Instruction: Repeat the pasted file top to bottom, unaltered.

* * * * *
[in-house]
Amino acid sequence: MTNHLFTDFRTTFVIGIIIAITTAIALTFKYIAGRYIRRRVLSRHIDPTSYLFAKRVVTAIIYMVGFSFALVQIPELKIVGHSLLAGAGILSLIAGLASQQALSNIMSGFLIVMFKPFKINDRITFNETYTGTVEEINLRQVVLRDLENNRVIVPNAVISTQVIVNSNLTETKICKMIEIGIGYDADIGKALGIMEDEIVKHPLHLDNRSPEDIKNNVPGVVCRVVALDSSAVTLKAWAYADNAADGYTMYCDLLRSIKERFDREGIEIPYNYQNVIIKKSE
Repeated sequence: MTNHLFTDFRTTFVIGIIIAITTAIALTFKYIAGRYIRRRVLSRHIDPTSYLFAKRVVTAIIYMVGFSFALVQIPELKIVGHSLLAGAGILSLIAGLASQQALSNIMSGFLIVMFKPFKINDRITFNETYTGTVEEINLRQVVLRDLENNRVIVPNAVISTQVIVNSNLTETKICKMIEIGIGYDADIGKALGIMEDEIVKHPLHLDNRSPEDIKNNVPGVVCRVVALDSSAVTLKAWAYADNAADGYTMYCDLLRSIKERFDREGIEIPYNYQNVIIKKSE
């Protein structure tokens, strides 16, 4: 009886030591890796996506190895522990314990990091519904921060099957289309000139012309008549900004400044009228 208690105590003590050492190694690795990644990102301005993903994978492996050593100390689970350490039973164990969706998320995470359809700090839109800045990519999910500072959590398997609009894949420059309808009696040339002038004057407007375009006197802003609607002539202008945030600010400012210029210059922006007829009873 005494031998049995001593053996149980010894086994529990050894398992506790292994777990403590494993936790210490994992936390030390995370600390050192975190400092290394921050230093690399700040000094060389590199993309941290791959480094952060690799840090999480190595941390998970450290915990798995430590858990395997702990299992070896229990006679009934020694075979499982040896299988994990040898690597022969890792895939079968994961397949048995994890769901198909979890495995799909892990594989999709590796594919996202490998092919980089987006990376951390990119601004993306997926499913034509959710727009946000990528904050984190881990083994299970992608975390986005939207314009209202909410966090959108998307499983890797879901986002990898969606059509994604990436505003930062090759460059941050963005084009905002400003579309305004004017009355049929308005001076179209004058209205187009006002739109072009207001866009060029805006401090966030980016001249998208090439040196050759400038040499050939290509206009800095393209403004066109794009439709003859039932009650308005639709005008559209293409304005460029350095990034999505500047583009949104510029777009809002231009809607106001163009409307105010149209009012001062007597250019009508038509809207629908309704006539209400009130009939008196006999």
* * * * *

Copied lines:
[in-house]
Amino acid sequence: MTNHLFTDFRTTFVIGIIIAITTAIALTFKYIAGRYIRRRVLSRHIDPTSYLFAKRVVTAIIYMVGFSFALVQIPELKIVGHSLLAGAGILSLIAGLASQQALSNIMSGFLIVMFKPFKINDRITFNETYTGTVEEINLRQVVLRDLENNRVIVPNAVISTQVIVNSNLTETKICKMIEIGIGYDADIGKALGIMEDEIVKHPLHLDNRSPEDIKNNVPGVVCRVVALDSSAVTLKAWAYADNAADGYTMYCDLLRSIKERFDREGIEIPYNYQNVIIKKSE
Repeated sequence: MTNHLFTDFRTTFVIGIIIAITTAIALTFKYIAGRYIRRRVLSRHIDPTSYLFAKRVVTAIIYMVGFSFALVQIPELKIVGHSLLAGAGILSLIAGLASQQALSNIMSGFLIVMFKPFKINDRITFNETYTGTVEEINLRQVVLRDLENNRVIVPNAVISTQVIVNSNLTETKICKMIEIGIGYDADIGKALGIMEDEIVKHPLHLDNRSPEDIKNNVPGVVCRVVALDSSAVTLKAWAYADNAADGYTMYCDLLRSIKERFDREGIEIPYNYQNVIIKKSE
């Protein structure tokens, strides 16, 4: 009886030591890796996506190895522990314990990091519904921060099957289309000139012309008549900004400044009228 208690105590003590050492190694690795990644990102301005993903994978492996050593100390689970350490039973164990969706998320995470359809700090839109800045990519999910500072959590398997609009894949420059309808009696040339002038004057407007375009006197802003609607002539202008945030600010400012210029210059922006007829009873 005494031998049995001593053996149980010894086994529990050894398992506790292994777990403590494993936790210490994992936390030390995370600390050192975190400092290394921050230093690399700040000094060389590199993309941290791959480094952060690799840090999480190595941390998970450290915990798995430590858990395997702990299992070896229990006679009934020694075979499982040896299988994990040898690597022969890792895939079968994961397949048995994890769901198909979890495995799909892990594989999709590796594919996202490998092919980089987006990376951390990119601004993306997926499913034509959710727009946000990528904050984190881990083994299970992608975390986005939207314009209202909410966090959108998307499983890797879901986002990898969606059509994604990436505003930062090759460059941050963005084009905002400003579309305004004017009355049929308005001076179209004058209205187009006002739109072009207001866009060029805006401090966030980016001249998208090439040196050759400038040499050939290509206009800095393209403004066109794009439709003859039932009650308005639709005008559209293409304005460029350095990034999505500047583009949104510029777009809002231009809607106001163009409307105010149209009012001062007597250019009508038509809207629908309704006539209400009130009939008196006999």